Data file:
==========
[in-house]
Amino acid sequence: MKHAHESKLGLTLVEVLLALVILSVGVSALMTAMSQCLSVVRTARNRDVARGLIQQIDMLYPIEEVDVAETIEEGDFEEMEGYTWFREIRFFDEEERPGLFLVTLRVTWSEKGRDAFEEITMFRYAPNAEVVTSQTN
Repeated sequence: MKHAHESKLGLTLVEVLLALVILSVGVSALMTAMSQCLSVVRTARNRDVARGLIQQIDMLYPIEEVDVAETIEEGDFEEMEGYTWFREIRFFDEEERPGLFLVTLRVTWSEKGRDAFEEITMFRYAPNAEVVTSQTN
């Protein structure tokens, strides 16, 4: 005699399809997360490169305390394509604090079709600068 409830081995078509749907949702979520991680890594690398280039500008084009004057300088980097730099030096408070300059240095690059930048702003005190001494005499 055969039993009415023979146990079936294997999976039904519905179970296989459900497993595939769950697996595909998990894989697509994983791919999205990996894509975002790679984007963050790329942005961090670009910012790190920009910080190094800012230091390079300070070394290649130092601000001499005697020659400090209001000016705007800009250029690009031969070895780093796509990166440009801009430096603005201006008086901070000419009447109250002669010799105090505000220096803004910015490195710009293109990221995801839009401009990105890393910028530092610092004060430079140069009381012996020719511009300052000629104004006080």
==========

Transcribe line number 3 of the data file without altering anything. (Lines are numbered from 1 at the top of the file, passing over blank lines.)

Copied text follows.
Repeated sequence: MKHAHESKLGLTLVEVLLALVILSVGVSALMTAMSQCLSVVRTARNRDVARGLIQQIDMLYPIEEVDVAETIEEGDFEEMEGYTWFREIRFFDEEERPGLFLVTLRVTWSEKGRDAFEEITMFRYAPNAEVVTSQTN